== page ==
NMR cryoporometry of porous materials and articular cartilage models
1University of Oulu, Faculty of Science, Physics
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Oulu : K. Tolkkinen,
Articular cartilage is one of the most studied porous biomaterial. It is an essential part of the human body because it makes the movement of the joint smooth and painless. The health of articular cartilage depends on its protein content, pore size and water components and these factors are directly related to progressive cartilage degeneration. Research of articular cartilage is important for development of early diagnosis, prevention and treatment of articular cartilage diseases.
Nuclear magnetic resonance cryoporometry is a non-invasive method for determining pore size distributions of porous materials. The aim of this thesis was to perform proton NMR cryoporometry on salt solutions, porous materials and articular cartilage hydrogels which were very simplified models of articular cartilage protein content. The cartilage gels were composed of collagen, proteoglycans and phosphate-buffered saline. Salt solutions as thermoporometric probe fluids have not been studied extensively and thus the phase transitions of saline and phosphate-buffered saline were studied. The results obtained from the cryoporometry experiments of salt solutions and porous silica gels were used to interpret the results of protein gel experiments. The end goal of the experiments was to estimate the pore size distributions of protein gels, identify which protein components water is associated with in articular cartilage, and measure the associated T2 relaxation times.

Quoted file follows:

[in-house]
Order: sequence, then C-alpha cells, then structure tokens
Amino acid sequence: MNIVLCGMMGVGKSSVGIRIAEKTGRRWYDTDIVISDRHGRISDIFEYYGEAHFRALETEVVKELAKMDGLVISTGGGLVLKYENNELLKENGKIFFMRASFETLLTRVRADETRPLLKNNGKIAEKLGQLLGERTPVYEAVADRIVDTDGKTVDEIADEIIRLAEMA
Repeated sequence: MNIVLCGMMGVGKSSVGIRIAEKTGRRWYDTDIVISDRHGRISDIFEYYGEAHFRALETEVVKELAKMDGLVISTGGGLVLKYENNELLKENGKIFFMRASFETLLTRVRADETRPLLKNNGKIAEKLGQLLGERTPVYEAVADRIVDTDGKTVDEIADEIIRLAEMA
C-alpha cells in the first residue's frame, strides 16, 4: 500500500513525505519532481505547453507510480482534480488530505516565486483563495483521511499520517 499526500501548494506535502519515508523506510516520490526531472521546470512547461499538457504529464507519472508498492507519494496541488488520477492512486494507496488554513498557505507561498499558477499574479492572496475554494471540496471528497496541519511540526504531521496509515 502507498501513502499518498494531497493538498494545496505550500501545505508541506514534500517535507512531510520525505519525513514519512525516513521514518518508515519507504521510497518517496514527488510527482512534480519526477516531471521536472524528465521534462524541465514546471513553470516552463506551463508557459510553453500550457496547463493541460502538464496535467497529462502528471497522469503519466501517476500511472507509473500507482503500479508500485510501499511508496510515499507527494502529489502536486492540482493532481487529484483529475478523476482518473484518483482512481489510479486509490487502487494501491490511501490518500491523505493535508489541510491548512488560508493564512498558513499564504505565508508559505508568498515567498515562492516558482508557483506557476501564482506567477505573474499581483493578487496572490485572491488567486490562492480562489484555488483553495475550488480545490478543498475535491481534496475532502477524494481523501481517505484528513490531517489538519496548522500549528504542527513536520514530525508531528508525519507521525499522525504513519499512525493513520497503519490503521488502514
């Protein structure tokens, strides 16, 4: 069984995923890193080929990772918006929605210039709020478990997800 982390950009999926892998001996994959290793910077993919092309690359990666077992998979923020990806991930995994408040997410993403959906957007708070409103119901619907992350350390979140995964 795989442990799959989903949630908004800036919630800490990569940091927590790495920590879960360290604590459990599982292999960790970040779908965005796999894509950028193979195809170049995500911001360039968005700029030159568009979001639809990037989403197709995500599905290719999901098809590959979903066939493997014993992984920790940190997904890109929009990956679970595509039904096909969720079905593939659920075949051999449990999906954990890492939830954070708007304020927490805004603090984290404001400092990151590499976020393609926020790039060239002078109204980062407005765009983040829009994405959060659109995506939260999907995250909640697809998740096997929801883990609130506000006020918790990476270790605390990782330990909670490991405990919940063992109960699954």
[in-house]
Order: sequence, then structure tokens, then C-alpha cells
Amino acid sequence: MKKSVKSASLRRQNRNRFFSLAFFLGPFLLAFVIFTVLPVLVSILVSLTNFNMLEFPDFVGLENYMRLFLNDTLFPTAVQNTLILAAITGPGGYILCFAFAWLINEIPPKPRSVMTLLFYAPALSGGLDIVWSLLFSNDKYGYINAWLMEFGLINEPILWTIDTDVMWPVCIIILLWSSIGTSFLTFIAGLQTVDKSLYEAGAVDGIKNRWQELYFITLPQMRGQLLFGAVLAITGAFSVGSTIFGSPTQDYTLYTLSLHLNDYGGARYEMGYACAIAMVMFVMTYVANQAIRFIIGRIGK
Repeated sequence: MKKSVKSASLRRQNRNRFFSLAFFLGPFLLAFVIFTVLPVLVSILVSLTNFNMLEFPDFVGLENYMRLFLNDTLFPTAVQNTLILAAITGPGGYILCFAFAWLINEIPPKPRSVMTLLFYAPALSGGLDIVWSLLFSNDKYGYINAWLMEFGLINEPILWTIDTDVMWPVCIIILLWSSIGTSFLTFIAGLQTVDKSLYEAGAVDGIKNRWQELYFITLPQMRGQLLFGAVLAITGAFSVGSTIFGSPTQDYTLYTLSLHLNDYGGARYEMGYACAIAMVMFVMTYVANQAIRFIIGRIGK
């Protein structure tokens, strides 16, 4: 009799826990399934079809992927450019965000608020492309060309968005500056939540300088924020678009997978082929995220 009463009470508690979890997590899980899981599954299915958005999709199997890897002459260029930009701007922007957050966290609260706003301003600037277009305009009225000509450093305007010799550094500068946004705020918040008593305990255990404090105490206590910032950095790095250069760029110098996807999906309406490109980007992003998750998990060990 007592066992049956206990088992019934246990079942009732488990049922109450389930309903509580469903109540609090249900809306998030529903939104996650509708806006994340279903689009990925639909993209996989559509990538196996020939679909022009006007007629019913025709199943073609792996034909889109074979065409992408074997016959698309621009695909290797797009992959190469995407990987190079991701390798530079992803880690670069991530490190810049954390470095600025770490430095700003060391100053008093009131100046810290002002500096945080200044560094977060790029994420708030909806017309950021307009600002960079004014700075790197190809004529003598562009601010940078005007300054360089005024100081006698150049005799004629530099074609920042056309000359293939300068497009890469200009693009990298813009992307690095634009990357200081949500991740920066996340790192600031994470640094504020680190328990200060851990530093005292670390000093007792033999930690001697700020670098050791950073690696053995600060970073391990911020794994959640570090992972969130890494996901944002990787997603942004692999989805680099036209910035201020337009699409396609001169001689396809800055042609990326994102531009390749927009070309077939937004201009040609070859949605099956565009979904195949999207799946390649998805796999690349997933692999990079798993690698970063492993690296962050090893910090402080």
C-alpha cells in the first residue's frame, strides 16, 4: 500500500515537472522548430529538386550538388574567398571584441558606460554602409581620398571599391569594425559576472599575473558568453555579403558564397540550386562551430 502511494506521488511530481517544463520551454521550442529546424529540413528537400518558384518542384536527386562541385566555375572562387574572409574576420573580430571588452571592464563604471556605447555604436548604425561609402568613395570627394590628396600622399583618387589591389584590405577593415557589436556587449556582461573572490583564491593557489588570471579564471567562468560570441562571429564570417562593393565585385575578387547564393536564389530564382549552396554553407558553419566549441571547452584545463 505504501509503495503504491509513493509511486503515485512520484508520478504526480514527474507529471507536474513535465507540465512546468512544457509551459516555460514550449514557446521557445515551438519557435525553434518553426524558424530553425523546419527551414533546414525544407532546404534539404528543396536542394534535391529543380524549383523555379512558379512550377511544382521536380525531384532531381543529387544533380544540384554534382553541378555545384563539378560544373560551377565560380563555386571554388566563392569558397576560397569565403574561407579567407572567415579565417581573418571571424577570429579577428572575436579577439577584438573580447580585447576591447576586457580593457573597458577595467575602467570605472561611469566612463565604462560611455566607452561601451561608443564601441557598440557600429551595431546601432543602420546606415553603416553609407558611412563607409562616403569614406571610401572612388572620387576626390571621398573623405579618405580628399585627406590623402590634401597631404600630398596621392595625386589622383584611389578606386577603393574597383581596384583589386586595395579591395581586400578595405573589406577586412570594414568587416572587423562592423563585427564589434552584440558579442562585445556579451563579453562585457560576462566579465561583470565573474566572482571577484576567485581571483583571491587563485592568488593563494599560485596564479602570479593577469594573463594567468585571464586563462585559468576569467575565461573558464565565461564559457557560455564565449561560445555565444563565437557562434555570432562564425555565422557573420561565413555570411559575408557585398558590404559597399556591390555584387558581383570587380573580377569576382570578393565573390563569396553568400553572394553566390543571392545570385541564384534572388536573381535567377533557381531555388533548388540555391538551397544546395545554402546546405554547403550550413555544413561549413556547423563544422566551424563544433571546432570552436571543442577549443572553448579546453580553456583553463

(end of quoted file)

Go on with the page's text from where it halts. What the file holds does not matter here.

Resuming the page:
As a result, it was observed that there occur two separate phase transitions in salt solutions during melting: the eutectic phase transition and the bulk melting. It was also found that both transitions occur over a certain temperature range instead of one specific temperature. Cryoporometry of silica gels imbibed with water or saline showed that the melting behavior of solutions were different which affected the computed pore size distributions. In conclusion, NMR cryoporometry of salt solutions is complex and traditional data interpretation cannot be applied.
The study of articular cartilage gels showed that the eutectic transition of phosphate-buffered saline and the wide temperature range of bulk melting caused additional peaks in the pore size distributions. By performing data analysis with two different methods, the peaks associated with both proteins were identified and pore size distribution was estimated to be approximately 2–5 nm. However, completely accurate information on pore size could not be determined by this method. T2 relaxation time measurements showed that T2 is dependent on the amount of collagen but not on the amount of proteoglycans at room temperature.
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